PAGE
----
To explain what I mean about transitions and impulsion being related to balancing forward and backward motion, think about those number lines they tried to teach you in school. This may be a bad illustration since I really stink at doing math with positive and negative numbers, but here I go anyway.
-4 -3 -2 -1 0 1 2 3 4
Think of the amount of energy the horse is putting into moving forward or backward. At zero the horse is not moving either direction, the positive numbers are the amount of mental energy a horse is putting into moving forward the negative numbers are the amount of energy the horse is putting into moving backward. Like in math class a horse is taught simple things first:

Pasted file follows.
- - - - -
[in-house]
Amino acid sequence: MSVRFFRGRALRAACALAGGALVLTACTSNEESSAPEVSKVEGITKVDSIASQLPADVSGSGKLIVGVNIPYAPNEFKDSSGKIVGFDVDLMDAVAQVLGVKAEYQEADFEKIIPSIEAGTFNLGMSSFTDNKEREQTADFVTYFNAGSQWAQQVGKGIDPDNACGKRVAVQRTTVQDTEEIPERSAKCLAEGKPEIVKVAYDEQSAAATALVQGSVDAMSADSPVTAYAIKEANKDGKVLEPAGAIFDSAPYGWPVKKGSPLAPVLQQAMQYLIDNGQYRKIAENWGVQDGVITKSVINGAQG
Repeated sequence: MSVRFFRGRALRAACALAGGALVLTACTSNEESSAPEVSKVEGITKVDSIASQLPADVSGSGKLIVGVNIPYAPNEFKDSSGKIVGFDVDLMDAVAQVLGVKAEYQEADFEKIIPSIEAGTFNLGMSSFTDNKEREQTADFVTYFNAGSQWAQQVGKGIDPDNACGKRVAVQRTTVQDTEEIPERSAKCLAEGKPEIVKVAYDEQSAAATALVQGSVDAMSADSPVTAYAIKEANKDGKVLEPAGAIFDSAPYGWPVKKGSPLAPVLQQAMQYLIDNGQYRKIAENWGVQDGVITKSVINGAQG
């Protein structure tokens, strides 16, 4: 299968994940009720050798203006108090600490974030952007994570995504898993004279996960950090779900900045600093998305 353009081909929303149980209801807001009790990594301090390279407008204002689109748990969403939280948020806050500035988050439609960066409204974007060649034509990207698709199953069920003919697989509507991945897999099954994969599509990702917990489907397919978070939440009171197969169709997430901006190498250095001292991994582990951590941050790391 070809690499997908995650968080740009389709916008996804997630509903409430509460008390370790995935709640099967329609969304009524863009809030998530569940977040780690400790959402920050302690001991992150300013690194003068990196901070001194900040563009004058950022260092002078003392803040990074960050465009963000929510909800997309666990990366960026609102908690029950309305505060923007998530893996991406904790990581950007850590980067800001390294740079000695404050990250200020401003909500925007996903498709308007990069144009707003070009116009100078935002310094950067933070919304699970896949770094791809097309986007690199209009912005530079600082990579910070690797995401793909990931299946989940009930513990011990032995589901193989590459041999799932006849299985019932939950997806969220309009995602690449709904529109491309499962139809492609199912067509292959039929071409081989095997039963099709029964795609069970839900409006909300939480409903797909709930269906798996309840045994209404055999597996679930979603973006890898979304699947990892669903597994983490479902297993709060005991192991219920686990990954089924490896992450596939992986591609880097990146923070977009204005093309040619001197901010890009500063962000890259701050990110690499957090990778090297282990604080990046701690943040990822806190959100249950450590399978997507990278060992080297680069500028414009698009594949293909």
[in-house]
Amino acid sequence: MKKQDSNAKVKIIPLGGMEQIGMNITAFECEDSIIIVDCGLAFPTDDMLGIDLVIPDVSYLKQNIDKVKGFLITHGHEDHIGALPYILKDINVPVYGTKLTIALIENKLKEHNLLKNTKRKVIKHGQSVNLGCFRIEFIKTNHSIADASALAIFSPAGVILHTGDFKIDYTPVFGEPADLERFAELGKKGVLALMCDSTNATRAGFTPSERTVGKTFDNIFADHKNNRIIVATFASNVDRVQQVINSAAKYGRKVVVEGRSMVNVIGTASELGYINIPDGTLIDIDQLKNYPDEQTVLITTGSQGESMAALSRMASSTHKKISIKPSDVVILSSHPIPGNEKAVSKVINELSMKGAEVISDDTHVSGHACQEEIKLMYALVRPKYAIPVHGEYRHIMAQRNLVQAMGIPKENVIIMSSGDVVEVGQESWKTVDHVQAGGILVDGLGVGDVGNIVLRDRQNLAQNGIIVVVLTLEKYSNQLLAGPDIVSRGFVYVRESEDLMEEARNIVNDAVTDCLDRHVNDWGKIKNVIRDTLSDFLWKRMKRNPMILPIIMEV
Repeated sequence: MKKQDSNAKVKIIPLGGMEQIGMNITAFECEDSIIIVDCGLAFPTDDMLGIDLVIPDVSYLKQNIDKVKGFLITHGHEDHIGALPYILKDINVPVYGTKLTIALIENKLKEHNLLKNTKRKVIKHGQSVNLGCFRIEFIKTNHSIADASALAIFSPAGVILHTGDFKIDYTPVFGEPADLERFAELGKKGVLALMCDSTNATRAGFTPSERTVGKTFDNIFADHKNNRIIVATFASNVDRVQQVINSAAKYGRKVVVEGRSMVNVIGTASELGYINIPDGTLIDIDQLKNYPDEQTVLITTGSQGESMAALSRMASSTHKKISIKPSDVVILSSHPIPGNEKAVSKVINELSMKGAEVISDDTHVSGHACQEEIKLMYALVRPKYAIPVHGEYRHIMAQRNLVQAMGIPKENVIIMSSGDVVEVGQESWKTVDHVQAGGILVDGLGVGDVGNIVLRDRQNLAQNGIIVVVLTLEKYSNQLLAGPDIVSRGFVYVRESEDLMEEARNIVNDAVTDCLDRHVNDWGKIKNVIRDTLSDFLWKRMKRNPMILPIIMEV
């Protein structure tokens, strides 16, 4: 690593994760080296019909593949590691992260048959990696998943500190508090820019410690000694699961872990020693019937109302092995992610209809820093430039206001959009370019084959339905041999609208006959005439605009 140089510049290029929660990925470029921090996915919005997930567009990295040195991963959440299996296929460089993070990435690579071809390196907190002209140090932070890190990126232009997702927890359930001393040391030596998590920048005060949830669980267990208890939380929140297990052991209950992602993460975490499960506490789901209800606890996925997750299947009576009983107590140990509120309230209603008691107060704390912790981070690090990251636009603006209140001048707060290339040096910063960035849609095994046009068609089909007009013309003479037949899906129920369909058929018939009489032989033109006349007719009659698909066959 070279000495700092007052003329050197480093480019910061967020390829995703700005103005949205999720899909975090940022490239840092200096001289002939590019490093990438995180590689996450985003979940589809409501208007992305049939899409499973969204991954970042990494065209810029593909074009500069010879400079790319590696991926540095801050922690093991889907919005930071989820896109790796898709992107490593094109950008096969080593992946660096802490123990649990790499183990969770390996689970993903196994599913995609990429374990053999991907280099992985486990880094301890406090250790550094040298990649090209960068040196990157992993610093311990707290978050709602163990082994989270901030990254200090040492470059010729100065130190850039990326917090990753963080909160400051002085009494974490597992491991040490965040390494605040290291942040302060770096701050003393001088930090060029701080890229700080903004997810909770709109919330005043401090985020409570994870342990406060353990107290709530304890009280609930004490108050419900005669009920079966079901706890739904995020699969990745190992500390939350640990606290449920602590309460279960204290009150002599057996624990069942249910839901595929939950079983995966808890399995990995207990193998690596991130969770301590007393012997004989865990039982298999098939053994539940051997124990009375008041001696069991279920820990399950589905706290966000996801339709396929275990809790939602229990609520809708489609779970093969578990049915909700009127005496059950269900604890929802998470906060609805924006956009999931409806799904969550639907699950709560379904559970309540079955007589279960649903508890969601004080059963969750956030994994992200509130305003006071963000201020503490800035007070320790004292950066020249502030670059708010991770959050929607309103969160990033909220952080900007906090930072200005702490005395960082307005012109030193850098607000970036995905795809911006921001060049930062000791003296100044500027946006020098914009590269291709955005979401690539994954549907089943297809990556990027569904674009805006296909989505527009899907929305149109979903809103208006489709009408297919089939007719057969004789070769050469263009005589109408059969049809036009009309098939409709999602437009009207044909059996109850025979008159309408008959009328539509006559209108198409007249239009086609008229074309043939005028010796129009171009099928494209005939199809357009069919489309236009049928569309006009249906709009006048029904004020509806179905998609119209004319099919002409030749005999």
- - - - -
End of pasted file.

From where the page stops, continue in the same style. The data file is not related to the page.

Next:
0+1= walk forward 2-1= transition from trot to walk 0-1=back up
until we are able to do complex things like 0+3=halt to canter transition
or a positive -2 + 2= a piaffe
In our illustration, simple addition and subtraction of forward and backward energy signifies simple transitions, but when we start applying the negative numbers things get much more complicated. The piaffe requires the horse to have as much energy going forward as backward at the same time, so the +2 balances the -2 and the horse stays at 0 trotting in one place. A half halt is a quick, momentary, addition of backward energy to your forward motion. A sliding stop is rapid addition of a lot of backward energy while the horse continues think about running forward.
Excellent riders create elaborate maneuvers by doing the "math" at a very rapid, fluid pace. Of course this is a huge over simplification of the process, but seeking elegance and lightness going back and forth on the ground leads to making complex riding much easier for your horse to learn. This skill of "shaking a rope at your horse" is a vastly underestimated tool in a horseman's tool box.